Types of Cancer
Located behind the base of a man’s penis, below the bladder and in front of the rectum, the walnut-sized prostate is responsible for the creation of seminal fluid. Prostate cancer occurs when the healthy prostate cells begin to grow uncontrollably and change to form a tumour that is either cancerous or benign. Prostate cancer is often slow growing and unlikely to spread to other areas of the body. It may not cause symptoms for several years, if at all. If prostate cancer does spread throughout the body, in most cases it can be managed with existing treatments for many years. If the cancer is non-responsive to treatments, it is more likely to cause painful symptoms and can lead to death.
It is necessary to monitor the growth of prostate cancer over time to determine the speed of which the tumour is growing and thus the best treatment moving forward. Oncology teams track this growth under a microscope using histology. The most commonly found histology within prostate cancer is known as adenocarcinoma. Less common variants of prostate cancer are often more aggressive than adenocarcinoma, spread quickly and produce less PSA. These can include small cell prostate cancer and neuroendocrine prostate cancer.
Prostate-Specific Antigen (PSA)
PSA is a cell-produced protein that the prostate gland releases into the blood stream. While there is no typical PSA level, a blood-test can determine whether a man’s PSA is much higher than normal. High levels of PSA can be found in prostate cancer. It is important to note however, that other conditions that are not linked to cancer can also cause higher than usual PSA levels. These can include prostatitis – the infection of the prostate, or benign prostatic hypertrophy (BPH) – a condition when the urethra becomes blocked. Typically, PSA testing is discouraged by health professionals unless there is a specific cause to test a man, for example a family history of prostate cancer.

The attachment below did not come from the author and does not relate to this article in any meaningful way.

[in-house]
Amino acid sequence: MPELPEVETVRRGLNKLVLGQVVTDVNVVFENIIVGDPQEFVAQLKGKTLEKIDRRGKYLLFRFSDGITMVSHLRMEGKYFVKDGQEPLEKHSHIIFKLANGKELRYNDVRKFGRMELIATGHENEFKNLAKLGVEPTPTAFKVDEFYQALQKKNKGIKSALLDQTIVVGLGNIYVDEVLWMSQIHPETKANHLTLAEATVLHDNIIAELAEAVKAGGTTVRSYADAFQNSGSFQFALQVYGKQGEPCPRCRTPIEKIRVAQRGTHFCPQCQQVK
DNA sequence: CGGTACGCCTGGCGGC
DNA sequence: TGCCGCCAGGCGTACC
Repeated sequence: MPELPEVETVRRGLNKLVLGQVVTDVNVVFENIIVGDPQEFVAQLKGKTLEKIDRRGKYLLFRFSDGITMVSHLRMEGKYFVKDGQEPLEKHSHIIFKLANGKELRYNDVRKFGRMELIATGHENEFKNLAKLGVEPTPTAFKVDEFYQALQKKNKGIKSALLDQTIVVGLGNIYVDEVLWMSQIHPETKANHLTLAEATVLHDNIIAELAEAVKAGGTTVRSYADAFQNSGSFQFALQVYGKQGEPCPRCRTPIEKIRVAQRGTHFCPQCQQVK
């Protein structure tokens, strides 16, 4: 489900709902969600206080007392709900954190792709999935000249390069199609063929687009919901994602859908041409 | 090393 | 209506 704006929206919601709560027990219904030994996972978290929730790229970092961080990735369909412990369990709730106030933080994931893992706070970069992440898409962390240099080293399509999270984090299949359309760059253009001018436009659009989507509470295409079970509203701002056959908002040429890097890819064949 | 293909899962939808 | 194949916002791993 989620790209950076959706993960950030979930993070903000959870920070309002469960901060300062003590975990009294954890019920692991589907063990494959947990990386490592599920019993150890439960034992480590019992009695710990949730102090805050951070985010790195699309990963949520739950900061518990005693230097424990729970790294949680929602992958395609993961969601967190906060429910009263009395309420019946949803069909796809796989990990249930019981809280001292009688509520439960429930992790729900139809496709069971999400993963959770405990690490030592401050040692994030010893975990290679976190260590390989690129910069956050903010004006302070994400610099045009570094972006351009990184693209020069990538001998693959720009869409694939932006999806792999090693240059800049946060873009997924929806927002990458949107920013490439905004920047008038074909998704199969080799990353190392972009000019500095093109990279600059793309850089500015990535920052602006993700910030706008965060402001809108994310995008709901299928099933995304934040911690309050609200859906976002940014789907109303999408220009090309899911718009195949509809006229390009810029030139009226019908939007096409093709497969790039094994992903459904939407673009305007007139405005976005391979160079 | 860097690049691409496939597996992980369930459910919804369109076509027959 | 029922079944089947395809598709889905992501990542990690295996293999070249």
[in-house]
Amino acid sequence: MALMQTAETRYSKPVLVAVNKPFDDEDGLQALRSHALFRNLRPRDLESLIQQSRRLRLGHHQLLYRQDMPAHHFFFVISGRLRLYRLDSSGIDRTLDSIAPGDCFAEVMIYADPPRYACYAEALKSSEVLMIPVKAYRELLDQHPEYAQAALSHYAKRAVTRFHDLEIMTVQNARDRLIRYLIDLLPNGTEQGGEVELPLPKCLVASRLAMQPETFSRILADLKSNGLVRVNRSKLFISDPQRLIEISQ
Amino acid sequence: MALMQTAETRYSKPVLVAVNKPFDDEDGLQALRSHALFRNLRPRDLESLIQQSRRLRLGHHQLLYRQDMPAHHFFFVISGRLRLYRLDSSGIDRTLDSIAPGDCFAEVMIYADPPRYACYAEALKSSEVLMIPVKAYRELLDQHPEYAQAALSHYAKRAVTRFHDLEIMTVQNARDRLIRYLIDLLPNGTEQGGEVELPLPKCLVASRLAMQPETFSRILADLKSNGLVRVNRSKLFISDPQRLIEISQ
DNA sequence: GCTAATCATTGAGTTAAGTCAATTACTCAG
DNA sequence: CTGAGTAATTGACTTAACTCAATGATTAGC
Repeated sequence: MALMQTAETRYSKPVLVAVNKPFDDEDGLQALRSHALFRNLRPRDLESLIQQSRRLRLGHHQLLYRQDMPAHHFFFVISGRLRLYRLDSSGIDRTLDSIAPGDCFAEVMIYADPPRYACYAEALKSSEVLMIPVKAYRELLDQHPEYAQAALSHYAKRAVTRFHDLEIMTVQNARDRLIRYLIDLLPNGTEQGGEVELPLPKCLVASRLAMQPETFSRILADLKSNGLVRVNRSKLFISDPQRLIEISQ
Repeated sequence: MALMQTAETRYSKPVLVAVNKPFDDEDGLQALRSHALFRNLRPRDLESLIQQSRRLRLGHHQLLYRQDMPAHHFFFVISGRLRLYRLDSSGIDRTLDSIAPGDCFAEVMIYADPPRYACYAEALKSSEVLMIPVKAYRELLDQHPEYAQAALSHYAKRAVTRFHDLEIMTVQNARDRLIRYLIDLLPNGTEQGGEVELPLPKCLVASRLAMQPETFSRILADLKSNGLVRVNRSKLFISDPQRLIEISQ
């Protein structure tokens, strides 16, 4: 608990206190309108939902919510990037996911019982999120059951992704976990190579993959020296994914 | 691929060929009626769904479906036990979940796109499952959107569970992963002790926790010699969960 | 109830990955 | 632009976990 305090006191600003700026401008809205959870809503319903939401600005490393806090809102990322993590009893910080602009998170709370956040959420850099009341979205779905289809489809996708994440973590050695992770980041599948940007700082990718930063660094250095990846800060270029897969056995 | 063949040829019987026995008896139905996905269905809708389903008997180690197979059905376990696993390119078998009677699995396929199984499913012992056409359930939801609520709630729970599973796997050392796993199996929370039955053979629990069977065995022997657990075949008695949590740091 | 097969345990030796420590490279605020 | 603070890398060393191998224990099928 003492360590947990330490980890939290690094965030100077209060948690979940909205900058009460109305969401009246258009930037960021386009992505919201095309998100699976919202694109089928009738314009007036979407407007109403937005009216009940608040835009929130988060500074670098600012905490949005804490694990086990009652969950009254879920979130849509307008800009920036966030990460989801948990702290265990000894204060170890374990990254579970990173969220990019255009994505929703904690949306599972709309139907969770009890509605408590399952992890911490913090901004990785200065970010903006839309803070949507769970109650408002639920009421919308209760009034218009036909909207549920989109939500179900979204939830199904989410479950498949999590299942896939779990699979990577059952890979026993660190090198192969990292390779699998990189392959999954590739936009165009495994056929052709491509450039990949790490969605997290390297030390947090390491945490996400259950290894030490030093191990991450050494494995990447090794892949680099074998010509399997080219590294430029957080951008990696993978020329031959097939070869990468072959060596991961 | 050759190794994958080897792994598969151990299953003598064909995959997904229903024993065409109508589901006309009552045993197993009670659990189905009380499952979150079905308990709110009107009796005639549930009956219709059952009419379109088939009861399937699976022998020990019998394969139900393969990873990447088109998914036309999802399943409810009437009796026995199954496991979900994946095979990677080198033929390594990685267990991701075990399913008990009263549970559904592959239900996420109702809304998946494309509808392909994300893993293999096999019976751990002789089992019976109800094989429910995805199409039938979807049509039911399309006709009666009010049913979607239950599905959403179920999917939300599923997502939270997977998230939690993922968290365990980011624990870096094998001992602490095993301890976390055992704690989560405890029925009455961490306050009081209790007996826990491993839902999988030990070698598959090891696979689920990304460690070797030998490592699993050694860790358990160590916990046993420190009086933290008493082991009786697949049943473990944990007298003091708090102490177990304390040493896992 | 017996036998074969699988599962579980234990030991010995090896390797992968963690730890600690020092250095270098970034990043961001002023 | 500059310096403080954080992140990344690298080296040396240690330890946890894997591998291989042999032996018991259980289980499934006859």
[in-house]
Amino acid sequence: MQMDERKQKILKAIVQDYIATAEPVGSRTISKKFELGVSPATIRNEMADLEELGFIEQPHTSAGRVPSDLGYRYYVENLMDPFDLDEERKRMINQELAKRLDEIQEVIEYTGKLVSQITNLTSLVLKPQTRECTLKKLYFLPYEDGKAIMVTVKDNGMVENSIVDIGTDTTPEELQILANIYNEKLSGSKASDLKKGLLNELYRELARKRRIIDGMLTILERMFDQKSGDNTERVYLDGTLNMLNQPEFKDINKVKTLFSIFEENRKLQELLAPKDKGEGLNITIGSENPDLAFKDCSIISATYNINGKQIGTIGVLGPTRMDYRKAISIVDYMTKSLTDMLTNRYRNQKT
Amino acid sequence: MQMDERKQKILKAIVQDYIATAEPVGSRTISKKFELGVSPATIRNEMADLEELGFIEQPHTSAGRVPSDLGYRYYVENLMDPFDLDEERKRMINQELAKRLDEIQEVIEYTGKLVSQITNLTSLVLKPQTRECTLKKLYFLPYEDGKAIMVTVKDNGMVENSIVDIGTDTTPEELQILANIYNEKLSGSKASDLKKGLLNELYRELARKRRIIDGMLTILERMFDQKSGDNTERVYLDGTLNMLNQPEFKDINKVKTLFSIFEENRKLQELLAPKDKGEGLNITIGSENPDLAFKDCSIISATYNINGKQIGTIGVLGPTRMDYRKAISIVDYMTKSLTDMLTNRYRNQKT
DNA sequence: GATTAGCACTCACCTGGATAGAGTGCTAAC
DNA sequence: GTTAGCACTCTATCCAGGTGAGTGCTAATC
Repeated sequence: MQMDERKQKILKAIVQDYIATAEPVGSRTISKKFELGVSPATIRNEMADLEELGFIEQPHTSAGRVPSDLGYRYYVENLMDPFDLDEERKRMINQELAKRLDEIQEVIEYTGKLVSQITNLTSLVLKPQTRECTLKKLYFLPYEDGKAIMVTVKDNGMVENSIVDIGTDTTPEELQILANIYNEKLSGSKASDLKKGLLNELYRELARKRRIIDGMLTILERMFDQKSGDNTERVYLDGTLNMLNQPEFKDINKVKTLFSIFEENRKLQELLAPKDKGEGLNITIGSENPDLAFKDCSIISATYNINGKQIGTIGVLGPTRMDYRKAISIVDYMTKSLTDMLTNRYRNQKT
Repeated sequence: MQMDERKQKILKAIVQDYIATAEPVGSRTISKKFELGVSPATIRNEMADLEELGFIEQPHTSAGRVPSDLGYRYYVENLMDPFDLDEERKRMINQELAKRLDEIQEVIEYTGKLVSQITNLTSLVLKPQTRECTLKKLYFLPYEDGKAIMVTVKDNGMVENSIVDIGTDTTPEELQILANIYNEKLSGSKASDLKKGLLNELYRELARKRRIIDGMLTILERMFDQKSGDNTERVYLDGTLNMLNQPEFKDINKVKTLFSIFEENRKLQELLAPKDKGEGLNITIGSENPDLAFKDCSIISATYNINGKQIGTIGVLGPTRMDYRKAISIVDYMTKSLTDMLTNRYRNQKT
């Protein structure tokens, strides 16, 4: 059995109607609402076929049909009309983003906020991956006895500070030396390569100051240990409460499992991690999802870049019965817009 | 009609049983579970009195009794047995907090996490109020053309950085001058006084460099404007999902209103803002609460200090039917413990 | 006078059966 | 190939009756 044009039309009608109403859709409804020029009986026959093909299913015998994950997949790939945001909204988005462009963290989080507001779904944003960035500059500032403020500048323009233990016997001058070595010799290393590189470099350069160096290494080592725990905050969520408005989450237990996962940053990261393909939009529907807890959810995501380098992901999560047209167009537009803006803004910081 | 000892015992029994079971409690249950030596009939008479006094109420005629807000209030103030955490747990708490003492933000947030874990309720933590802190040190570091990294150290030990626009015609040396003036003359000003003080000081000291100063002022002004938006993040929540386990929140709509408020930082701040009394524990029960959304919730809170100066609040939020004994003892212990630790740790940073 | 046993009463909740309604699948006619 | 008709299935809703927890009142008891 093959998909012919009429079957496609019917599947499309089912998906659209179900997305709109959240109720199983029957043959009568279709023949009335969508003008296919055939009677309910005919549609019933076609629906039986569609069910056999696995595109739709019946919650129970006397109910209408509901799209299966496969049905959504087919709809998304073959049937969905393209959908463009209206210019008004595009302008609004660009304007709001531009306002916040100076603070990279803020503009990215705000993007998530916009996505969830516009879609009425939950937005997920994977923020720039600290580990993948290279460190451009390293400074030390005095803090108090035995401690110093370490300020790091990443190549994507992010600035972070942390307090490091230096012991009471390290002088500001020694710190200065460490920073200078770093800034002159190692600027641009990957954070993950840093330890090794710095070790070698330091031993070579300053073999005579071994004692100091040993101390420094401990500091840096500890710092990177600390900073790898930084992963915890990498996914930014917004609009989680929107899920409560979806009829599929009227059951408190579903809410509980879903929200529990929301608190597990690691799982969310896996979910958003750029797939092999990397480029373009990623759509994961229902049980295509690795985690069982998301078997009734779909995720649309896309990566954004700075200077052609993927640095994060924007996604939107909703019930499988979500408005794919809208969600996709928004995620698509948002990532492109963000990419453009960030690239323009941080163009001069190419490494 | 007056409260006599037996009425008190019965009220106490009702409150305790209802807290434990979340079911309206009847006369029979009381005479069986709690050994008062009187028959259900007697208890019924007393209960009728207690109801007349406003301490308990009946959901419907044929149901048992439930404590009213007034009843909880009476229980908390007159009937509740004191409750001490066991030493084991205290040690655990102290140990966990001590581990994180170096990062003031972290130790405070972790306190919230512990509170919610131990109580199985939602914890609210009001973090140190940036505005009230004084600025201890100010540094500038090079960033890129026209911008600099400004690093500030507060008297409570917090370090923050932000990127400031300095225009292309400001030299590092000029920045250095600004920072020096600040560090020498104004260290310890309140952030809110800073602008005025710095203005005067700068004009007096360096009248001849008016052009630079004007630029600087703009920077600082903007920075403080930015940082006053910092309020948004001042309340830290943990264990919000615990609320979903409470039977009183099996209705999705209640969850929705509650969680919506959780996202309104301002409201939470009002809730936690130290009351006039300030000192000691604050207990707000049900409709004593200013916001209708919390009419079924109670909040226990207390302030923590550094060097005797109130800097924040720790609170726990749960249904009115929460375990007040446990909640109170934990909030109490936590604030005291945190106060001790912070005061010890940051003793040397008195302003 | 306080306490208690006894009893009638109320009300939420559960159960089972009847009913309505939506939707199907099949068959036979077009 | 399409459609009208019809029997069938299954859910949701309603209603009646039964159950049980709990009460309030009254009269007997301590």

Signs and Symptoms of Prostate Cancer
There are several possible symptoms of prostate cancer. A patient may experience a range of these, or none at all. There are other reasons that a person may experience these symptoms, so it is important to note that if these occur this does not solely indicate cancer. It is important to speak with your doctor if you have any of the following:
- Blood in the urine
- Blood in the seminal fluid
- Frequent urination, particularly at night
- Interrupted flow of urine
- Straining to urinate
- Erectile dysfunction where it was not before
- Discomfort when sitting
- Pain during urination
When a cancer spreads outside of the prostate gland, there may be further symptoms including:
- Changes in bowel movements
- Weight loss that is unexplained
- Pain in the back, hips, shoulders or thighs
- Pain in the bones
All symptoms should be discussed with your doctor as they may provide some insight into an underlying condition. If/when cancer is diagnosed, one of the major treatments will be palliative care. This care works to relieve a patient from their symptoms and helps them live a more comfortable life whilst living with cancer.